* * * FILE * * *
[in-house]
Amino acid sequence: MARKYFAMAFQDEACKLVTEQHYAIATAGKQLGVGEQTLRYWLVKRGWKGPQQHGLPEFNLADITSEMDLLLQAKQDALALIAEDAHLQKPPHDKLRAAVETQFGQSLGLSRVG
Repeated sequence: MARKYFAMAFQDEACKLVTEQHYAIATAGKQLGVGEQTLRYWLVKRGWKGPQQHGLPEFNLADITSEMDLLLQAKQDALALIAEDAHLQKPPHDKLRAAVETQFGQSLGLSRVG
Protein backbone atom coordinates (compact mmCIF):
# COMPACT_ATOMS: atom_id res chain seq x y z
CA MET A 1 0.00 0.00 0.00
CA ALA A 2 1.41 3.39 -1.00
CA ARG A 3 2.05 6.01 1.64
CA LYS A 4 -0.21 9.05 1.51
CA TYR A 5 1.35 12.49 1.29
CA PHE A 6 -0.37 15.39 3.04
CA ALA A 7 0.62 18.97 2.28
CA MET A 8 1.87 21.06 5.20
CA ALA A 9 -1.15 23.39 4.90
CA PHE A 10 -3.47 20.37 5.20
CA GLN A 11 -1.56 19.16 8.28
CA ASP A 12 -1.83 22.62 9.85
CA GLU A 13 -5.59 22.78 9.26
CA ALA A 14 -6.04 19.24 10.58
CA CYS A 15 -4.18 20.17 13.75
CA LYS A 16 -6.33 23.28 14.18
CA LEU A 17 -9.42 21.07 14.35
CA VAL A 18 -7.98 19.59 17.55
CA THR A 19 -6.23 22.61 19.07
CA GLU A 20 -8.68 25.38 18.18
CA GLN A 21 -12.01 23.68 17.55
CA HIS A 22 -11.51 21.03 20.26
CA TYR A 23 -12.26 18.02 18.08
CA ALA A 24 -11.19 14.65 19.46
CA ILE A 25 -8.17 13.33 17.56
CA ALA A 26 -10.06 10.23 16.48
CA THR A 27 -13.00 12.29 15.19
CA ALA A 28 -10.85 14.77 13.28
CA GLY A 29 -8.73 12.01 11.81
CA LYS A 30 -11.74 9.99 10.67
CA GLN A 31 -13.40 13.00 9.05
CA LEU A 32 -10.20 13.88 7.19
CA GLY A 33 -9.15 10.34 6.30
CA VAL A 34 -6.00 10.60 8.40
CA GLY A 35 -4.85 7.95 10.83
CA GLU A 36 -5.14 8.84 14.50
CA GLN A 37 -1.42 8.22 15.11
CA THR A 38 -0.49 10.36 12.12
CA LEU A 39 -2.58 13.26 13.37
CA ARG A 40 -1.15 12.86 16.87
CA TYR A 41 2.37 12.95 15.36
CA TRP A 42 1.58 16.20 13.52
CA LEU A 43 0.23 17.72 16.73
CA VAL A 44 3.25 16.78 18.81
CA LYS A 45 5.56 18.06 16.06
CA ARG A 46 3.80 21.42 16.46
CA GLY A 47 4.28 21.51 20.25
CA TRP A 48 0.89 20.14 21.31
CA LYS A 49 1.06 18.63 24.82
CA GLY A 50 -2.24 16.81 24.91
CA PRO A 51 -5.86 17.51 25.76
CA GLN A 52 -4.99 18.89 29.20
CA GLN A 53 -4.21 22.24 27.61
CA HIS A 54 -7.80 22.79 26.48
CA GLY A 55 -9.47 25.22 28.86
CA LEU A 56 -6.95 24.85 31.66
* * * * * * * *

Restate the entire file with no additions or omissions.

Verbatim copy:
[in-house]
Amino acid sequence: MARKYFAMAFQDEACKLVTEQHYAIATAGKQLGVGEQTLRYWLVKRGWKGPQQHGLPEFNLADITSEMDLLLQAKQDALALIAEDAHLQKPPHDKLRAAVETQFGQSLGLSRVG
Repeated sequence: MARKYFAMAFQDEACKLVTEQHYAIATAGKQLGVGEQTLRYWLVKRGWKGPQQHGLPEFNLADITSEMDLLLQAKQDALALIAEDAHLQKPPHDKLRAAVETQFGQSLGLSRVG
Protein backbone atom coordinates (compact mmCIF):
# COMPACT_ATOMS: atom_id res chain seq x y z
CA MET A 1 0.00 0.00 0.00
CA ALA A 2 1.41 3.39 -1.00
CA ARG A 3 2.05 6.01 1.64
CA LYS A 4 -0.21 9.05 1.51
CA TYR A 5 1.35 12.49 1.29
CA PHE A 6 -0.37 15.39 3.04
CA ALA A 7 0.62 18.97 2.28
CA MET A 8 1.87 21.06 5.20
CA ALA A 9 -1.15 23.39 4.90
CA PHE A 10 -3.47 20.37 5.20
CA GLN A 11 -1.56 19.16 8.28
CA ASP A 12 -1.83 22.62 9.85
CA GLU A 13 -5.59 22.78 9.26
CA ALA A 14 -6.04 19.24 10.58
CA CYS A 15 -4.18 20.17 13.75
CA LYS A 16 -6.33 23.28 14.18
CA LEU A 17 -9.42 21.07 14.35
CA VAL A 18 -7.98 19.59 17.55
CA THR A 19 -6.23 22.61 19.07
CA GLU A 20 -8.68 25.38 18.18
CA GLN A 21 -12.01 23.68 17.55
CA HIS A 22 -11.51 21.03 20.26
CA TYR A 23 -12.26 18.02 18.08
CA ALA A 24 -11.19 14.65 19.46
CA ILE A 25 -8.17 13.33 17.56
CA ALA A 26 -10.06 10.23 16.48
CA THR A 27 -13.00 12.29 15.19
CA ALA A 28 -10.85 14.77 13.28
CA GLY A 29 -8.73 12.01 11.81
CA LYS A 30 -11.74 9.99 10.67
CA GLN A 31 -13.40 13.00 9.05
CA LEU A 32 -10.20 13.88 7.19
CA GLY A 33 -9.15 10.34 6.30
CA VAL A 34 -6.00 10.60 8.40
CA GLY A 35 -4.85 7.95 10.83
CA GLU A 36 -5.14 8.84 14.50
CA GLN A 37 -1.42 8.22 15.11
CA THR A 38 -0.49 10.36 12.12
CA LEU A 39 -2.58 13.26 13.37
CA ARG A 40 -1.15 12.86 16.87
CA TYR A 41 2.37 12.95 15.36
CA TRP A 42 1.58 16.20 13.52
CA LEU A 43 0.23 17.72 16.73
CA VAL A 44 3.25 16.78 18.81
CA LYS A 45 5.56 18.06 16.06
CA ARG A 46 3.80 21.42 16.46
CA GLY A 47 4.28 21.51 20.25
CA TRP A 48 0.89 20.14 21.31
CA LYS A 49 1.06 18.63 24.82
CA GLY A 50 -2.24 16.81 24.91
CA PRO A 51 -5.86 17.51 25.76
CA GLN A 52 -4.99 18.89 29.20
CA GLN A 53 -4.21 22.24 27.61
CA HIS A 54 -7.80 22.79 26.48
CA GLY A 55 -9.47 25.22 28.86
CA LEU A 56 -6.95 24.85 31.66